My daily commute involves a one-hour train ride each way. I get comments on how long that is or how I must hate the long days. I actually really love it. Leave home at 6:15 in the morning and walk in the door at home at 6:15 at night. It’s a great routine. So besides just sitting there looking at the California coast, I use my commute time to catch up on old TV series that I want to re-watch. It’s Sopranos right now, but before that it was Breaking Bad.There was one scene where Walter White was buying the carwash [so he can launder the drug money] from this bushy eyed Romanian named Bogdan. When he’s handing over the keys, Bogdan tells Walt that to be the boss, you have to be tough, and he doesn’t think Walt is tough enough (little did he know). Sometimes, when you’re the boss, you have to be the bad guy. You have to be the a-hole. And for most of us being the tough guy doesn’t come naturally.I know you know plenty of very successful business people who are ruthlessly tough. It seems the only thing they really care about is making sure that first nickel they made stays polished. They are successful, in a monetary wealth way, because of their toughness. The ...read more
The greatest fear I ever felt in my life happened about 15 years ago. I was babysitting my two nephews one weekend. They were about 8 and 6 years old. I lived in Palm Desert, California, so the weather was either nice or hot. It was warm enough to swim, and I had a pool and spa. With the back doors open, the boys were running around pretty much being boys. I had girls, so was not quite used to full-speed all the time and volume up to 11 that comes with boys.One second they were there, and the next I couldn’t find them. I go out to the pool and spa, and there at the bottom of the spa is my oldest nephew. I did not freeze in terror. I jumped in fully clothed and grabbed him, thinking ahead to my next steps of CPR and calling 911. I pull him up and the little bastard blinks, looks at me and tells me he was just holding his breath and playing. He still laughs about it today. Fear sometimes causes us to act, but more often in everyday non-emergency situations, fear causes us not to act. But what would you do if fear was not an option and it was OK to fail? You might think most people would haphazardly go about making carefree, spontaneous choices. What do they have to lose, it’s OK to fail, right? I d...read more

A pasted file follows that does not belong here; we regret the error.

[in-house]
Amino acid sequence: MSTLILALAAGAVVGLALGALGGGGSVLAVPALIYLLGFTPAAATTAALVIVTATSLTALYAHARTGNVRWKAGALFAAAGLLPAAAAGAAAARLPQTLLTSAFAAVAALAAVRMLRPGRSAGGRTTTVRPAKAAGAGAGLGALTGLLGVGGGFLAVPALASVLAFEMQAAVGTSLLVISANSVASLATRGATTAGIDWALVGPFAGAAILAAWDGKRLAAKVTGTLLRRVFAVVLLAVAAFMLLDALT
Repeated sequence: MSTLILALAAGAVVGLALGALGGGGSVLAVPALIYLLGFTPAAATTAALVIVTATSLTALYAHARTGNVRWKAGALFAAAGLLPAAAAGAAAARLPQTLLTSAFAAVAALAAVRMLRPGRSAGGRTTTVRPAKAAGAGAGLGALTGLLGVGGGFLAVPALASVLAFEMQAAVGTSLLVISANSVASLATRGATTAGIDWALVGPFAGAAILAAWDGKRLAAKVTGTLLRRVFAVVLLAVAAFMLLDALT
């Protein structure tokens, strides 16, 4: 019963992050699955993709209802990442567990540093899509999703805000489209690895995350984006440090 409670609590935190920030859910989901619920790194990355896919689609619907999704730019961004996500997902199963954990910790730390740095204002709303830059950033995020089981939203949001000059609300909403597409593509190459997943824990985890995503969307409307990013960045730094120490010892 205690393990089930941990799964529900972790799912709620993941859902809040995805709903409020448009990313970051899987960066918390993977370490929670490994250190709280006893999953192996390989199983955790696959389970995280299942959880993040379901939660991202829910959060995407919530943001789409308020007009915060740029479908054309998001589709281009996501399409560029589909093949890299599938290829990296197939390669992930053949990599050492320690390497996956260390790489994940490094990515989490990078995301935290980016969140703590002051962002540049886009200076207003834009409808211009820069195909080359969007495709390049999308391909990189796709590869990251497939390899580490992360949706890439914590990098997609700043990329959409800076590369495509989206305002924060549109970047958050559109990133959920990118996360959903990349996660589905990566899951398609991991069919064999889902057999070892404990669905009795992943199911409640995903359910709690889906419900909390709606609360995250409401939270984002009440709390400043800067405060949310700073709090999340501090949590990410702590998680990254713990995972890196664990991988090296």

This is a true story. Monday was Martin Luther King day and last night I had a dream. I had a very realistic dream. It was so meaningful to me, I got up and typed out the bullet points on my phone so I would not forget my dream. I didn’t want it to go to the black hole where most of my other dreams go. I wanted to remember my dream so that I could share it with my fellow grocers so that maybe one or two might turn my dream into a reality. I had a dream. In this dream I was with my children and my mother at a big river. My children were not being ideal children. They were not grateful to be at the river and they were not appreciative of the blessings that they had in life that day. My mother apologized for their poor attitudes – like it was her fault – and offered to take them home. I was upset, and I asked her to make them think about the good things they had in their life and to trace them back to where they came from.Those were the exact words in my dream. Trace it back. I really started to think about it and it struck me that to be truly appreciative of our good things, we need to trace them back to the origin. Do our blessings originate from luck? From hard work? By chance? It ...read more